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US Military Opens Combat Jobs to Women

Yesterday, Defense Secretary Ash Carter ordered the U.S. military to open combat roles to women, including about 220,000 jobs in infantry, armor, and special operations units. All branches, including the Marine Corps, which previously asked for an exception, will have 30 days to submit plans outlining how they will make the change by April 1.

Yesterday, Defense Secretary Ash Carter ordered the U.S. military to open combat roles to women, including about 220,000 jobs in infantry, armor, and special operations units. All branches, including the Marine Corps, which previously asked for an exception, will have 30 days to submit plans outlining how they will make the change by April 1.

womenincombat

(Photo Credit: The U.S. Army/Flickr)

“We are a joint force, and I have decided to make a decision which applies to the entire force,” Carter said in a televised statement.

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Carter also noted that women have already served with distinction in combat.

“The issue of women in combat per se was no longer a question,” he said. “It was a reality, because women had seen combat throughout the wars in Iraq and Afghanistan — serving, fighting and in some cases making the ultimate sacrifice alongside their fellow comrades in arms.”

At The LA Times, Gayle Tzemach Lemmon cites the examples of Sgt. Leigh Ann Hester, a National Guard soldier who fought against insurgents after her convoy was ambushed in Iraq, and Army Specialist Monica Lin Brown, who in her role as a medic in Afghanistan, ran through gunfire to save lives. Both have received the Silver Star.

In 2013, then-Defense Secretary Leon Panetta lifted the nearly 20-year-old ban on women in combat, and set a deadline: by the end of 2015, all branches would either have to include women in combat roles, or justify their exclusion.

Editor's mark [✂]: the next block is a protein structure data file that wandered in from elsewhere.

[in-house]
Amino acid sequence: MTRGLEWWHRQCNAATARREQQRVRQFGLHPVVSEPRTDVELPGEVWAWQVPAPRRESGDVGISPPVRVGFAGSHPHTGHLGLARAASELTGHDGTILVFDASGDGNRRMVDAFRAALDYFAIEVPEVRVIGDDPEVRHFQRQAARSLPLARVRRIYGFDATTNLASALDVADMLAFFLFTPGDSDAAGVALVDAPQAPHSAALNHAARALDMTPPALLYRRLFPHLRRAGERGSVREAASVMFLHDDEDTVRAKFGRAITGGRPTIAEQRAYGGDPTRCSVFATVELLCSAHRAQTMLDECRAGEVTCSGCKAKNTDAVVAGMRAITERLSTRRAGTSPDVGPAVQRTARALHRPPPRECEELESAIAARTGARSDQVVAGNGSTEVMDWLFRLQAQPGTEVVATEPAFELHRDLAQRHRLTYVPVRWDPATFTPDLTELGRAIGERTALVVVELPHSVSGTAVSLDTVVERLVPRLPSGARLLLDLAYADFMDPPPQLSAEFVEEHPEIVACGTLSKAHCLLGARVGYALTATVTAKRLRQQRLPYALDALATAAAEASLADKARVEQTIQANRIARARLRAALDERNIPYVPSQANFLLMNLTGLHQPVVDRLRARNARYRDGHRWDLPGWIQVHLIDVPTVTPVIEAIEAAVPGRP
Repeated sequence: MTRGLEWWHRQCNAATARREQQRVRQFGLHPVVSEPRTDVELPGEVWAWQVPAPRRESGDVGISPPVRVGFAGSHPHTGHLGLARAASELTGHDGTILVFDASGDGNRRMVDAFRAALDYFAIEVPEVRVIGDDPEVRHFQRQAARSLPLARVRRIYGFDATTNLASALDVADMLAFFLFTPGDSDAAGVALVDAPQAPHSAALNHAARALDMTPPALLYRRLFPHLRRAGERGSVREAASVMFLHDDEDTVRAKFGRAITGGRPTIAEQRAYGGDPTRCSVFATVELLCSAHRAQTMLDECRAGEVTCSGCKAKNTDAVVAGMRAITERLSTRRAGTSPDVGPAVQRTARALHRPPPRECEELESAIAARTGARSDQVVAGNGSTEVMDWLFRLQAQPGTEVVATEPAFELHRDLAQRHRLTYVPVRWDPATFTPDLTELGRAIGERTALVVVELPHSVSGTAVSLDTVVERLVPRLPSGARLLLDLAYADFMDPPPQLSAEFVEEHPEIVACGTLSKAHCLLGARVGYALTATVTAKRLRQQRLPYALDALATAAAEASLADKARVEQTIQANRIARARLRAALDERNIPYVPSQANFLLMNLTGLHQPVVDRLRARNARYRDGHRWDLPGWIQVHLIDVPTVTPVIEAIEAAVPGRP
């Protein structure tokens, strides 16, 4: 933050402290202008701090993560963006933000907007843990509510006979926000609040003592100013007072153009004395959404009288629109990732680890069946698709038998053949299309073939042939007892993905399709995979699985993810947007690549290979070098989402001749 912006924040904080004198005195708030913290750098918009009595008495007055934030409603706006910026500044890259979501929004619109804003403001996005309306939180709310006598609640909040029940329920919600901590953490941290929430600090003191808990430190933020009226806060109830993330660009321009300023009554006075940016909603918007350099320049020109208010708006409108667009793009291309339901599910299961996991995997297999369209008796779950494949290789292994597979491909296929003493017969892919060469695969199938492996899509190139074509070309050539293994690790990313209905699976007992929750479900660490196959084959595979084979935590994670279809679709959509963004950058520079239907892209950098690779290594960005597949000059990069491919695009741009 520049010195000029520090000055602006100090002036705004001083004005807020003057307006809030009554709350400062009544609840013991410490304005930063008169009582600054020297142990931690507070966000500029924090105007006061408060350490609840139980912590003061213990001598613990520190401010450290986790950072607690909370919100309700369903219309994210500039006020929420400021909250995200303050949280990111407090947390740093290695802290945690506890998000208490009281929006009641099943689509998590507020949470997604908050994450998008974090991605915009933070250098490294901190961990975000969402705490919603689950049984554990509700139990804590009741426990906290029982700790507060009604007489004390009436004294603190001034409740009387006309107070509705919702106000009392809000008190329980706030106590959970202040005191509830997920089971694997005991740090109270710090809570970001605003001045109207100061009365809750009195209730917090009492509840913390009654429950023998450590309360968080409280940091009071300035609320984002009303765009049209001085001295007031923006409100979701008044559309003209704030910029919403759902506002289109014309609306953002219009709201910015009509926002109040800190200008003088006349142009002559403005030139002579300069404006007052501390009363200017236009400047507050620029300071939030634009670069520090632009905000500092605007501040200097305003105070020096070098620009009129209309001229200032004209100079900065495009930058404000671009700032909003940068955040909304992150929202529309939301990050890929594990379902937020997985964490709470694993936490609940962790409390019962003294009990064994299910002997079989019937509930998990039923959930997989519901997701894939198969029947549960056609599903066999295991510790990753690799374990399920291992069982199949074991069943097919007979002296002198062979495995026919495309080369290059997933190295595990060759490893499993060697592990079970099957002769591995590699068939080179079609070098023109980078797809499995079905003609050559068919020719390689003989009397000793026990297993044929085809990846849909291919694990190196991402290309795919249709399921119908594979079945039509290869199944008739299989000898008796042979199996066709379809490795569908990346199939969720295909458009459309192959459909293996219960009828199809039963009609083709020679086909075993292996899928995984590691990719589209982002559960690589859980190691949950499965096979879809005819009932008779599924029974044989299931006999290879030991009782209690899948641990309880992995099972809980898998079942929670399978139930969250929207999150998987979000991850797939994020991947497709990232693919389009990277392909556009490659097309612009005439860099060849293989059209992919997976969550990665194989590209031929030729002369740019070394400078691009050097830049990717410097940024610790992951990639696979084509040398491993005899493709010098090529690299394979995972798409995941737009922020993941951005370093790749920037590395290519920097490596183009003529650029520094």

The Marine Corps had earlier argued for an exception. Gen. Joseph Dunford, then the Marine Corps commandant, cited studies that showed less effectiveness in mixed-gender units. However, in a statement after the announcement, the Marine Corps announced that it would abide by the decision:

“The Marine Corps has received the secretary’s decision and will immediately commence the process of further implementing the policy change, to include sharing plans and lessons learned with the other services. We remain steadfast in our commitment to ensure the men and women who earn the title ‘Marine’ will be ready to fight and win.”

Over the course of the year, other barriers have fallen for women pursuing military careers in combat roles. In August, Capt. Kristen Griest and 1st Lt. Shaye Haver became the first women to graduate from the Army’s Ranger School. Military officials also announced plans this year to include women in the Navy SEALs and the Army’s Delta Force.

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Jen Hubley Luckwaldt
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